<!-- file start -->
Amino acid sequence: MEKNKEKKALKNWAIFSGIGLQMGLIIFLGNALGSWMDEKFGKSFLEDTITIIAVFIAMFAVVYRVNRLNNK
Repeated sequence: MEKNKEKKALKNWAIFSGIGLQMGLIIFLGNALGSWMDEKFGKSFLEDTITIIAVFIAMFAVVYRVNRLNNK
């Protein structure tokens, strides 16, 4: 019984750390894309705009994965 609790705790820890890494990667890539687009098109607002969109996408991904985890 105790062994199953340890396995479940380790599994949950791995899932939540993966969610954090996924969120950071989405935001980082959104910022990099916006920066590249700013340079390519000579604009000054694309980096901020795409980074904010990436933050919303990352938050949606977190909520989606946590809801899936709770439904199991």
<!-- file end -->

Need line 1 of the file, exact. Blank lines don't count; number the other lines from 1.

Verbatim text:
Amino acid sequence: MEKNKEKKALKNWAIFSGIGLQMGLIIFLGNALGSWMDEKFGKSFLEDTITIIAVFIAMFAVVYRVNRLNNK